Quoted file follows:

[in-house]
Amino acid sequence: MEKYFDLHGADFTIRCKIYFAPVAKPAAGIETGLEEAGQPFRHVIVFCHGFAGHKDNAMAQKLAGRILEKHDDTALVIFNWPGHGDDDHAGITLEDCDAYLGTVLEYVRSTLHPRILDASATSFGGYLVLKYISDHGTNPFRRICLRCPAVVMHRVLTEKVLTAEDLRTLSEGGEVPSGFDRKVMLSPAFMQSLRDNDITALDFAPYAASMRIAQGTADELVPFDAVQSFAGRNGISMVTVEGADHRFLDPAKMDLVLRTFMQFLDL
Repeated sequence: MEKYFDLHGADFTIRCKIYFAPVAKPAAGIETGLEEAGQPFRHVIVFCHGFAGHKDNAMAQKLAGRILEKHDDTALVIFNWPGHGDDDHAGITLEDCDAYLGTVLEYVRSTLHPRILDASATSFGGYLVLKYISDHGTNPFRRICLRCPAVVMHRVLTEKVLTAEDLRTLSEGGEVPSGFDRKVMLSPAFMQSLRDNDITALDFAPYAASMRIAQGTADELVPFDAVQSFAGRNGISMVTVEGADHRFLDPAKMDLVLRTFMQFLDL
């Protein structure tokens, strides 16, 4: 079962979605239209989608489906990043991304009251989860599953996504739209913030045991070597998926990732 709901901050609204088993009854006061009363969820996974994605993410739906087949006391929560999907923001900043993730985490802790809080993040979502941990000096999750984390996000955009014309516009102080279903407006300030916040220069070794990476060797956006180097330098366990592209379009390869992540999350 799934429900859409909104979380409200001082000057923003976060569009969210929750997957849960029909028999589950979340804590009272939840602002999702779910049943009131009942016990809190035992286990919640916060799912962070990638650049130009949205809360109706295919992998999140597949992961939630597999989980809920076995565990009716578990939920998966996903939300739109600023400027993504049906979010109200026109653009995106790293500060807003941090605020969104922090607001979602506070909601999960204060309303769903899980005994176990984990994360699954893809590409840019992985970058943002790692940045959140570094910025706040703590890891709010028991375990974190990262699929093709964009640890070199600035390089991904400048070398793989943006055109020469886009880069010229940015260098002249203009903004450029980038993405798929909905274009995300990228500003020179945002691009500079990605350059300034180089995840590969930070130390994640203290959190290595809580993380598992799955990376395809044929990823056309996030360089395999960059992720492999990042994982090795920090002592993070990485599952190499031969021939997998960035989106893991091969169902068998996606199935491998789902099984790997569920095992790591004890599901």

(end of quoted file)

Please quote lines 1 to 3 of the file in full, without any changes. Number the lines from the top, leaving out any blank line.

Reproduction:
[in-house]
Amino acid sequence: MEKYFDLHGADFTIRCKIYFAPVAKPAAGIETGLEEAGQPFRHVIVFCHGFAGHKDNAMAQKLAGRILEKHDDTALVIFNWPGHGDDDHAGITLEDCDAYLGTVLEYVRSTLHPRILDASATSFGGYLVLKYISDHGTNPFRRICLRCPAVVMHRVLTEKVLTAEDLRTLSEGGEVPSGFDRKVMLSPAFMQSLRDNDITALDFAPYAASMRIAQGTADELVPFDAVQSFAGRNGISMVTVEGADHRFLDPAKMDLVLRTFMQFLDL
Repeated sequence: MEKYFDLHGADFTIRCKIYFAPVAKPAAGIETGLEEAGQPFRHVIVFCHGFAGHKDNAMAQKLAGRILEKHDDTALVIFNWPGHGDDDHAGITLEDCDAYLGTVLEYVRSTLHPRILDASATSFGGYLVLKYISDHGTNPFRRICLRCPAVVMHRVLTEKVLTAEDLRTLSEGGEVPSGFDRKVMLSPAFMQSLRDNDITALDFAPYAASMRIAQGTADELVPFDAVQSFAGRNGISMVTVEGADHRFLDPAKMDLVLRTFMQFLDL